Last Saturday SYMETA did its first outreach event at the Loughborough University STEM Community Day. Translating complex and difficult science into messages which young children can understand and engage with is a challenge. We decided to take two elements of our research and put together two activities:
A 3D printing demonstration to print Bulbasaur Pokemon. For those of you (like me) who don't don't what a Bulbasaur is, it is small, quadruped Pokémon that has blue-green skin with darker green patches. On its back is a green plant bulb, which is grown from a seed planted there at birth. The bulb provides it with energy through photosynthesis as well as from the nutrient-rich seeds contained within.
An exercise where the kids used conductive ink to draw a circuit on a car template which would, when connected to a nine volt battery, light an LED as the car siren.
The things we learnt were:
People find 3D printers mesmerising
You need to spend the week before any event building up a stock of 'freebie' 3D printed Pokemon. We ran out towards the end of the afternoon and the batch we were 'live' printing took 4 hours and were not ready to give away before the end of the day.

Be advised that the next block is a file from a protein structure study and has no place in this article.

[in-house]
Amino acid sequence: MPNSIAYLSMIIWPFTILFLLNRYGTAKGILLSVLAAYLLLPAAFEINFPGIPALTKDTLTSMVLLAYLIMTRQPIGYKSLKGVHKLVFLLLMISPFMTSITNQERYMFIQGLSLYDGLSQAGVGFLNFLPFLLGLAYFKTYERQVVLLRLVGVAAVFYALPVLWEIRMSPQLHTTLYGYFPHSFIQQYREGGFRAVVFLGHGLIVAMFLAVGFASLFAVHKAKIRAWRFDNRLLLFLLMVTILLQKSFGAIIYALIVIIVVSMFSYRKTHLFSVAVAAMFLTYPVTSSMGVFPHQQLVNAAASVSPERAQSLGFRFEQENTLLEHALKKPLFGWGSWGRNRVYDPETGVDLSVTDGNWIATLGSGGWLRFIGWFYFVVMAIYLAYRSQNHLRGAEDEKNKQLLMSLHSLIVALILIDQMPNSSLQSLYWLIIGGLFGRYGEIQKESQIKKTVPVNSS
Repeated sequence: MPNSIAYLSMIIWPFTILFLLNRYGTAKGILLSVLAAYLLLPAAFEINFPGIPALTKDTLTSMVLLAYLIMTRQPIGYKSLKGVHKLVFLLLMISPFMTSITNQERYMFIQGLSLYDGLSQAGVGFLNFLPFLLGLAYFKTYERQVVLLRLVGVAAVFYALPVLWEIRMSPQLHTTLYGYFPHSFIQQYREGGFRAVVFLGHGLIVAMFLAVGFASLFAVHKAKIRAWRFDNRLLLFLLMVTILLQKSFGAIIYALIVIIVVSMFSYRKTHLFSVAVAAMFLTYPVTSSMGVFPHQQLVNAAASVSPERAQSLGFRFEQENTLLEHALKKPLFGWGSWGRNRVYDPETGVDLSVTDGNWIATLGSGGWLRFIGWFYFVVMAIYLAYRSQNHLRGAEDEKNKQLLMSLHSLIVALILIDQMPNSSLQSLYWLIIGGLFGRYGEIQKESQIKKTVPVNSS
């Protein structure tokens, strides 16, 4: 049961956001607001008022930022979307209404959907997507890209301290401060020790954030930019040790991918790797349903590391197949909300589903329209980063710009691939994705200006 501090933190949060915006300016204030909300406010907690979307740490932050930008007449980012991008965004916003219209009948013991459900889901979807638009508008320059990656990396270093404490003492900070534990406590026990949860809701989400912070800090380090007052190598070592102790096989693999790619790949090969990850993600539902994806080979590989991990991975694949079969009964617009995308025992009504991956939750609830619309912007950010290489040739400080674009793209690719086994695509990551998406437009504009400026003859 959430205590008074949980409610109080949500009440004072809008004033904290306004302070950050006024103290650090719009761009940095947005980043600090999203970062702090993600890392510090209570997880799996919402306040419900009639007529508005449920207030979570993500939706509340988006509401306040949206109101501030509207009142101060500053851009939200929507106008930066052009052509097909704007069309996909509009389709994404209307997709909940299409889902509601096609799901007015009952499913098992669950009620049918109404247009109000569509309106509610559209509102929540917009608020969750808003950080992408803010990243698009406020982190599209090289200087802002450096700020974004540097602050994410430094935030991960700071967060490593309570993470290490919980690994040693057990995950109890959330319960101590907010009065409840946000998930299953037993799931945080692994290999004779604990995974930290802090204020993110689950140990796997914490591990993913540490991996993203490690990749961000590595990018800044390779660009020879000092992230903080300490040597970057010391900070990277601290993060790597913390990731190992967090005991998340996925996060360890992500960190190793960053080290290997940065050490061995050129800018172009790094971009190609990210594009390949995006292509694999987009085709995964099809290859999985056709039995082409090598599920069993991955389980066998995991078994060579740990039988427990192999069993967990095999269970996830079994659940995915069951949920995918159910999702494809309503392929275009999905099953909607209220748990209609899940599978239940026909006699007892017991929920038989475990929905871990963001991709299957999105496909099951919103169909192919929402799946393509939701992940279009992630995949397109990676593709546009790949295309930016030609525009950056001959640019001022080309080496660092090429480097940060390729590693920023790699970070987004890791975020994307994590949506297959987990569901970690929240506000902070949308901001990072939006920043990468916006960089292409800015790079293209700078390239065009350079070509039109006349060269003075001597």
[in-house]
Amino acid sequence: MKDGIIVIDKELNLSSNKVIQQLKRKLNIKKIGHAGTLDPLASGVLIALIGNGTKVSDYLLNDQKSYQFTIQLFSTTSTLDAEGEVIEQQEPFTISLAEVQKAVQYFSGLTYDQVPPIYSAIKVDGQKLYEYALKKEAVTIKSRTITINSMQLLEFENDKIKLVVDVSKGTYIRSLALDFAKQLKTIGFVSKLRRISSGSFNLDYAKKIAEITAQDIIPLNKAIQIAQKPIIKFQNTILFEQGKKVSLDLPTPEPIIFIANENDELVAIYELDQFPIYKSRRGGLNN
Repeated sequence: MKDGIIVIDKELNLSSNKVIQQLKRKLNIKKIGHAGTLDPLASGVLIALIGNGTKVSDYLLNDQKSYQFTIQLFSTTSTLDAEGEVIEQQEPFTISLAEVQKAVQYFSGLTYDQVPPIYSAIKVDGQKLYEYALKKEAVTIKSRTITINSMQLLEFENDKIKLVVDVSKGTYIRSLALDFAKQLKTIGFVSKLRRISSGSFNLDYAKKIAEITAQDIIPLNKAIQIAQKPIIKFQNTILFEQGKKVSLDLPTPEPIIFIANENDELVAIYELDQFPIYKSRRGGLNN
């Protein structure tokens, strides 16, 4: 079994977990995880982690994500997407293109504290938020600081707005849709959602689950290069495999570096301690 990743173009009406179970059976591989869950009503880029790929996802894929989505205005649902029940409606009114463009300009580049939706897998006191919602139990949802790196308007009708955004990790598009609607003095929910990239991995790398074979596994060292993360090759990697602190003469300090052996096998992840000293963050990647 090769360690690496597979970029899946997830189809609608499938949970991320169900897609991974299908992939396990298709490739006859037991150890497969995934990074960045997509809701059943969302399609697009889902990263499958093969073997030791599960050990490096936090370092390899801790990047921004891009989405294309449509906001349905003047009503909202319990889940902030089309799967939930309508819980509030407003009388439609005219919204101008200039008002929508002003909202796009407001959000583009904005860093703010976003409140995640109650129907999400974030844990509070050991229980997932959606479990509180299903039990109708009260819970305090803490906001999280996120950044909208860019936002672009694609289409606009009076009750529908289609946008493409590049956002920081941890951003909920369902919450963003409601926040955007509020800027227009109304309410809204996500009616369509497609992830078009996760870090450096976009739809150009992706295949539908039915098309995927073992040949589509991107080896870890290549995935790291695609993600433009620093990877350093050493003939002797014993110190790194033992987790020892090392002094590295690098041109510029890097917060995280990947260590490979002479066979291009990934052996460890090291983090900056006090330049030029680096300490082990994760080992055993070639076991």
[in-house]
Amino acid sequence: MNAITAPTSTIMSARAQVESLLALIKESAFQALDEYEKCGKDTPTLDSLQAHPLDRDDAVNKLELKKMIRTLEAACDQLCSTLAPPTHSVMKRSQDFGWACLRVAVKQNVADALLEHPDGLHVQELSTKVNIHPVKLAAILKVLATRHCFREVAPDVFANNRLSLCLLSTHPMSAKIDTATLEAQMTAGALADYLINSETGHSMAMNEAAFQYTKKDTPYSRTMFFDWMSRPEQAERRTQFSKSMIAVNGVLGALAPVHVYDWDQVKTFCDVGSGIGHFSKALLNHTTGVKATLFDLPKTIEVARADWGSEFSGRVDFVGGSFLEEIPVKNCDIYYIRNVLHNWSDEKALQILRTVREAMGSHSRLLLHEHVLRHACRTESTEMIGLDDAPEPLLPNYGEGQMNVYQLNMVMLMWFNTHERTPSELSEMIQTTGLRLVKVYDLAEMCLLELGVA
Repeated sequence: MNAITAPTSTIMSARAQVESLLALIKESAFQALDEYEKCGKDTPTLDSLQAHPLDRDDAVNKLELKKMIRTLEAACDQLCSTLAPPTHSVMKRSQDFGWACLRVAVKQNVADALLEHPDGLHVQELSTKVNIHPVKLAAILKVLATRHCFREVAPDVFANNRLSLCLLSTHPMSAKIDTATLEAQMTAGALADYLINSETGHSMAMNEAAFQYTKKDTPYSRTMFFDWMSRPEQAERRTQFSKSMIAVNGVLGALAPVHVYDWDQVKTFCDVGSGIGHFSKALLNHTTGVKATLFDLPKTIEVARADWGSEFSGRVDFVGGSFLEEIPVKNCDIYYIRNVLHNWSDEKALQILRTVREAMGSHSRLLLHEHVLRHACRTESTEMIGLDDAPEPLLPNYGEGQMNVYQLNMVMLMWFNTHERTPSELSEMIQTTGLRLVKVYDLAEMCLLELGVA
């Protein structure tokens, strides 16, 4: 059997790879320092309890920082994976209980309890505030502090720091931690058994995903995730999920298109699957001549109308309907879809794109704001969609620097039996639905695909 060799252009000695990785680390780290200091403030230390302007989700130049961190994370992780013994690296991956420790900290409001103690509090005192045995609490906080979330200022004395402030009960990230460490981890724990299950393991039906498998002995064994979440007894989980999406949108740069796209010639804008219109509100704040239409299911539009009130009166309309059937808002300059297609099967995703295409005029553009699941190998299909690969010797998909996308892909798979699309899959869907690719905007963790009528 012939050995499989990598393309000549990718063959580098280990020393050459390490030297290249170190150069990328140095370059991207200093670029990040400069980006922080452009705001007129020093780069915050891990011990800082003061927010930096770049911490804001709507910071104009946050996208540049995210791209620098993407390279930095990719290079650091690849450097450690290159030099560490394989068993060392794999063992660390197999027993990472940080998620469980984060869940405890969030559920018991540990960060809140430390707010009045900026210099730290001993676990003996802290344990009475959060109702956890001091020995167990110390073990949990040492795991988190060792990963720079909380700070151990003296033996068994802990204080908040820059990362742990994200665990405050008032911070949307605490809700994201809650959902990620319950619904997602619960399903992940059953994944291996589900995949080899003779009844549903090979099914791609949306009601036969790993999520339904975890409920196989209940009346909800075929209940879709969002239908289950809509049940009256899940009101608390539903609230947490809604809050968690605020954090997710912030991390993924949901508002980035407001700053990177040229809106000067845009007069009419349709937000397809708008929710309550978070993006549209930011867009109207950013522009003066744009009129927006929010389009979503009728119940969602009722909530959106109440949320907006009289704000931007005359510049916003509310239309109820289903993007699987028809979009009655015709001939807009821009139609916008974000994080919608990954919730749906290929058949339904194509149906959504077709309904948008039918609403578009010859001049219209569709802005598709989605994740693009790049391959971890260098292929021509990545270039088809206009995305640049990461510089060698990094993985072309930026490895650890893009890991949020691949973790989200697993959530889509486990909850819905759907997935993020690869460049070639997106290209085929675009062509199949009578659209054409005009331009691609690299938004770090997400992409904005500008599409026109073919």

Using Twitter in advance of the day and tweeting a picture of our advancing Bulbasaur really captured the imagination and encouraged people to visit our table.
Children at these events are very excited and want to move quickly between tables. Their attention span is short. They don't like reading even the simplest of instructions. It works best if a volunteer guides them through the exercise.
Conductive ink pens are great but don't respond well to scribbling!
Lots of the time the parents are more interested than the children.
Kids like to stand up when they are doing things.
The feedback we got was very positive and we even managed to speak to a few of the adults about our research. Hopefully this will be the first of many such events.